To all Northeasterners out there, did you think that the predictions regarding a

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  1. gmwilliams profile image82
    gmwilliamsposted 3 years ago

    To all Northeasterners out there, did you think that the predictions regarding a so-called crippling

    snowstorm/blizzard for January 27, 2015 has been merely hyperbolic?   The blizzard was not as bad as predicted by news commentators.  The snow where I was (New York City) was mild.  There were worse blizzards than this in New York City many times before & I went to work.  Those in Buffalo, NY & other northern areas in America such as Alaska are probably laughing hysterically at this, thinking us Northeasterners as crybabies, even wimps.

  2. profile image0
    ahorsebackposted 3 years ago

    Weather forecasters are no more accurate than they ever were before  high tech , .  . One thing  is that people have seemingly forgotten how to drive  in a storm ,anymore ! Two , all storms are now classified as "potentially major storms ", and three , The major reductions , at least in the northeast , of the  budgets  for road maintenance both during storms and  of the roads quality itself !   

    We ,as a society , have also become more of an '  inside society ',  not much anymore do people live ,play or work outside in  winter weather   I am always amazed at how little something so important as  the natural world of "outside ", has become the norm in our day to day lives !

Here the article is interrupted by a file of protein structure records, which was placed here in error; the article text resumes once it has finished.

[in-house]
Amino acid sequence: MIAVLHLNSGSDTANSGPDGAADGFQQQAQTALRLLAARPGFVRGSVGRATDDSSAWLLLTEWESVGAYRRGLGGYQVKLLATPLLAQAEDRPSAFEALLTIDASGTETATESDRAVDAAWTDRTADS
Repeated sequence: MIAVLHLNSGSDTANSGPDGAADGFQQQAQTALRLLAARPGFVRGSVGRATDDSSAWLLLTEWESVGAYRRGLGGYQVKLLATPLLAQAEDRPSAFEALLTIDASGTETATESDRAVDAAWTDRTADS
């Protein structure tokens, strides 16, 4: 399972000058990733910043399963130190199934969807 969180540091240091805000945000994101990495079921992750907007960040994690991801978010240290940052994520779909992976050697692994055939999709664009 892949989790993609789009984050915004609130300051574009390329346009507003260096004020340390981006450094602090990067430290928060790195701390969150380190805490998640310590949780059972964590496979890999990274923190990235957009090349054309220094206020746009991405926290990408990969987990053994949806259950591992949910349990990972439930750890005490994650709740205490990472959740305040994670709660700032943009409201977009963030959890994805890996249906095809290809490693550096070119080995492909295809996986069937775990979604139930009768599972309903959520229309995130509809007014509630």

3. Fred Arnold profile image60
    Fred Arnoldposted 3 years ago

    The pictures that my relatives in Boston posted showed a much different experience than you, good sir.

  4. profile image60
    thewoodmann30posted 3 years ago

    I live in Connecticut where we can have four to five different types of weather during one snowstorm. 

    As for this storm, which WFSB Channel 3 Weather 3 named "Colbie" while the Weather Channel named it "Juno," the various local and national weather services got it half right and half wrong.

    The Eastern portions of Connecticut received between 25 to 36 inches of snow, which was on target.  However, in Central Connecticut where, I live, 6 to 9 inches was the norm and not the 12 to 24 inches as originally predicted. 

    The Western and Northwest portions of Connecticut received about 5 to 9 inches of snow far less than the 10 to 16 inches some predicted.

    Overall I was somewhat cautious about believing the various weather services concerning the blizzard because there are too many variables in New England including the effects of the Atlanta Ocean that can impact the dynamics of winter snowstorms.


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